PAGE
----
Well, that isn't an example of a "study" at all. You're talking about an applied materials test with one sample, not a research experiment with a pool of subjects. Also, evaluating a therapeutic outcome is a really different problem than what you have described. Every patient won't have an identical outcome even after a well-tested therapy is provided, blindly or otherwise. Your example is basically the same though as what's described under "Forensic application". The only difference is that you're trying to have someone identify a bullet rather than a person. That person may or may not be biased, and the same is true of the person who's providing the samples to the tester. 198.49.180.40 21:14, 5 April 2007 (UTC)
Thank you for the reply. However, I'm still unclear on one thing: Is an experiment "double blind" whenever observer bias is mitigated by denying the observer knowledge of the expected outcome? Or does "double blind" have a narrower definition, and only applies to therapeutic studies with a pool of subjects who are also blinded? In effect, I'm asking whether the term means what it literally means, or whether its meaning has drifted -- preserving the valuable concept at its core, but dropping less significant details -- to the point where it applies to more situations than originally intended, including the ballistics example I cited above.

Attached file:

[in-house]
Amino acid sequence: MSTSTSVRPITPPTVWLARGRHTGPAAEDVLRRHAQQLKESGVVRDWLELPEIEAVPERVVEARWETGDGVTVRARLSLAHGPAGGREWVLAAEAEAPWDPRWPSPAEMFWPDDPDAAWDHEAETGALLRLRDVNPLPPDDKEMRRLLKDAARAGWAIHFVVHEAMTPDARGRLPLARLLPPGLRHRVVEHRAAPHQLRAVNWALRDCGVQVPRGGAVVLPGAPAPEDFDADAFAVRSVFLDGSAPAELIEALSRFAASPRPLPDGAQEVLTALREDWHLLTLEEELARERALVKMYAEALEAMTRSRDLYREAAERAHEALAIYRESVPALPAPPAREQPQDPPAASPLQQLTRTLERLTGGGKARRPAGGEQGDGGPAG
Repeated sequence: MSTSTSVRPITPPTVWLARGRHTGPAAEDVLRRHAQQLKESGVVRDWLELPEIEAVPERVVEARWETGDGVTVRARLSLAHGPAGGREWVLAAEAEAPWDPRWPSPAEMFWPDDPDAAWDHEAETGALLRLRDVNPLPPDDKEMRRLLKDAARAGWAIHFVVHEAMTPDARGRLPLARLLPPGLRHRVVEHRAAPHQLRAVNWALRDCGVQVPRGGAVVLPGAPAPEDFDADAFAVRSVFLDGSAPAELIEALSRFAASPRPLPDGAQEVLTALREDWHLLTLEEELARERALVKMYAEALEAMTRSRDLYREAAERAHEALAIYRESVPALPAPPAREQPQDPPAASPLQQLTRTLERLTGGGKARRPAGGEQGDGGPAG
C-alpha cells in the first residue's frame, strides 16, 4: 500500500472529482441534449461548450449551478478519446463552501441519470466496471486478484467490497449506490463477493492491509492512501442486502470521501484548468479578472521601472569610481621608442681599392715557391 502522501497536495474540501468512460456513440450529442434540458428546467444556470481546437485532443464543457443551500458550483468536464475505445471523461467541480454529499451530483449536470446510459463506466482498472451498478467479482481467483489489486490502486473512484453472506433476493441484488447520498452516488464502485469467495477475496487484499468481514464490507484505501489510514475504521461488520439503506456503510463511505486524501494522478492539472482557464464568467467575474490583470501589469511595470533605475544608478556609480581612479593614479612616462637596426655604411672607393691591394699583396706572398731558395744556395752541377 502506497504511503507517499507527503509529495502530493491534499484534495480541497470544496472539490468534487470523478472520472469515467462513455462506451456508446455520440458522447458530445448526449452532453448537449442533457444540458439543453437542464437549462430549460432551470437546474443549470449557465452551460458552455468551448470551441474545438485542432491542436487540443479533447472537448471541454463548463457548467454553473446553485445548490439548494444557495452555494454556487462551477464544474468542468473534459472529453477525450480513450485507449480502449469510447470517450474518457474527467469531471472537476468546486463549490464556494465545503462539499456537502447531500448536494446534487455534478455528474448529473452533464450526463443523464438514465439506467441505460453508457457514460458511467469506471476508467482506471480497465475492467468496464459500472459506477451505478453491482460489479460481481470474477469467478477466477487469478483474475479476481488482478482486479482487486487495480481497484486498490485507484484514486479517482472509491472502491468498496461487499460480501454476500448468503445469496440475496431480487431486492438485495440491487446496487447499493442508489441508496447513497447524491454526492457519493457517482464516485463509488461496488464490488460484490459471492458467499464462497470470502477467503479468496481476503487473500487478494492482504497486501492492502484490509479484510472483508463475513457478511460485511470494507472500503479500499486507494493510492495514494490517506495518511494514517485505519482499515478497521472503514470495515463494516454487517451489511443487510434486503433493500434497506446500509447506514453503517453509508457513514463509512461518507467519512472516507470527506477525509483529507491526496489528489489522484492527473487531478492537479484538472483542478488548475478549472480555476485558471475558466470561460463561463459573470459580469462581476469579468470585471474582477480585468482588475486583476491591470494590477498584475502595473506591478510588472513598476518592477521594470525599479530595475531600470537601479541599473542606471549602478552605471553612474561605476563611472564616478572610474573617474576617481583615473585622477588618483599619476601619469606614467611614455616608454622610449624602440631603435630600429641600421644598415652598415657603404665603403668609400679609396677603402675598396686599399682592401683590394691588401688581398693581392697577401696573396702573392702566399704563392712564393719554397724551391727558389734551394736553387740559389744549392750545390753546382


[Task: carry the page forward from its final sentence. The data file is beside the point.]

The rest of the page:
I ask because I've heard "double blind" applied to questionable situations, and I'm not sure if that is because of ignorance, or because the term is widely understood to have a meaning more flexible than the one described here in Wikipedia. Language is a slippery thing, and words tend to mean what people think they mean. I suppose I'm asking what people really think "double blind" means.
By the way, I can see how my ballistics example is similar to the photo lineup cited in the article, but that doesn't help answer my question. In the lineup example, the officer is conducting a single blind test of the witness' memory, but isn't the witness also conducting a test? And since the observer in the witness' test is different from the observer in the officer's test, might it be possible that the witness' test is double blind even though the officer's is not? Returning to my ballistics example, it seems reasonable to ask whether the ballistics expert is conducting a double blind test, regardless of what is known by the person providing the samples. —The preceding unsigned comment was added by 68.6.94.12 (talk) 18:22, 10 April 2007 (UTC).